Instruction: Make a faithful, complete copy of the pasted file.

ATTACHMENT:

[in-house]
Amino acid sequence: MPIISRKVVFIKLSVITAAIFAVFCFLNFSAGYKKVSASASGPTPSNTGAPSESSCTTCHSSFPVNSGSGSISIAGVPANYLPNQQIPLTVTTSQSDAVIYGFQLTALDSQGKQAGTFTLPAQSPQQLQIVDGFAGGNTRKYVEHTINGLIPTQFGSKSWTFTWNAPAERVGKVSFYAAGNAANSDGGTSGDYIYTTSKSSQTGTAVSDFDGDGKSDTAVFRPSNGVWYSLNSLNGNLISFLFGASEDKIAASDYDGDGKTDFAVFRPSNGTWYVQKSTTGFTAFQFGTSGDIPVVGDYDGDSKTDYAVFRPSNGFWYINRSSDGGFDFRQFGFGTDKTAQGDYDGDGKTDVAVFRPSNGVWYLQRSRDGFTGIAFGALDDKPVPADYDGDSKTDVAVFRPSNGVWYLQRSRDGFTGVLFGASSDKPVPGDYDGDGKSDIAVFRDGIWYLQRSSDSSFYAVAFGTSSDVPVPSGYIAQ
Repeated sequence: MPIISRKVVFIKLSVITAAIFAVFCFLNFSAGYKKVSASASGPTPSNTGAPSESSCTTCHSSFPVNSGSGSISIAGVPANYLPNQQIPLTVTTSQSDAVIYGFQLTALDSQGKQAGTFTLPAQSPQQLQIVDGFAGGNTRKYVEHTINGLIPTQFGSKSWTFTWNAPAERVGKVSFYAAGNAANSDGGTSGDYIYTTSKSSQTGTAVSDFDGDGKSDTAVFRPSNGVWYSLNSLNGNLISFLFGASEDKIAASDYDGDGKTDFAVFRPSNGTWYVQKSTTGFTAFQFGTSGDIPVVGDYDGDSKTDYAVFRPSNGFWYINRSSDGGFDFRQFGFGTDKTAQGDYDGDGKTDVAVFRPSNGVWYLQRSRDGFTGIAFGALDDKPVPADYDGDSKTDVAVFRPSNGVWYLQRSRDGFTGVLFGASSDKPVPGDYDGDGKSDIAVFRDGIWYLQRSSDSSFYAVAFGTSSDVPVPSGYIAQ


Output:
[in-house]
Amino acid sequence: MPIISRKVVFIKLSVITAAIFAVFCFLNFSAGYKKVSASASGPTPSNTGAPSESSCTTCHSSFPVNSGSGSISIAGVPANYLPNQQIPLTVTTSQSDAVIYGFQLTALDSQGKQAGTFTLPAQSPQQLQIVDGFAGGNTRKYVEHTINGLIPTQFGSKSWTFTWNAPAERVGKVSFYAAGNAANSDGGTSGDYIYTTSKSSQTGTAVSDFDGDGKSDTAVFRPSNGVWYSLNSLNGNLISFLFGASEDKIAASDYDGDGKTDFAVFRPSNGTWYVQKSTTGFTAFQFGTSGDIPVVGDYDGDSKTDYAVFRPSNGFWYINRSSDGGFDFRQFGFGTDKTAQGDYDGDGKTDVAVFRPSNGVWYLQRSRDGFTGIAFGALDDKPVPADYDGDSKTDVAVFRPSNGVWYLQRSRDGFTGVLFGASSDKPVPGDYDGDGKSDIAVFRDGIWYLQRSSDSSFYAVAFGTSSDVPVPSGYIAQ
Repeated sequence: MPIISRKVVFIKLSVITAAIFAVFCFLNFSAGYKKVSASASGPTPSNTGAPSESSCTTCHSSFPVNSGSGSISIAGVPANYLPNQQIPLTVTTSQSDAVIYGFQLTALDSQGKQAGTFTLPAQSPQQLQIVDGFAGGNTRKYVEHTINGLIPTQFGSKSWTFTWNAPAERVGKVSFYAAGNAANSDGGTSGDYIYTTSKSSQTGTAVSDFDGDGKSDTAVFRPSNGVWYSLNSLNGNLISFLFGASEDKIAASDYDGDGKTDFAVFRPSNGTWYVQKSTTGFTAFQFGTSGDIPVVGDYDGDSKTDYAVFRPSNGFWYINRSSDGGFDFRQFGFGTDKTAQGDYDGDGKTDVAVFRPSNGVWYLQRSRDGFTGIAFGALDDKPVPADYDGDSKTDVAVFRPSNGVWYLQRSRDGFTGVLFGASSDKPVPGDYDGDGKSDIAVFRDGIWYLQRSSDSSFYAVAFGTSSDVPVPSGYIAQ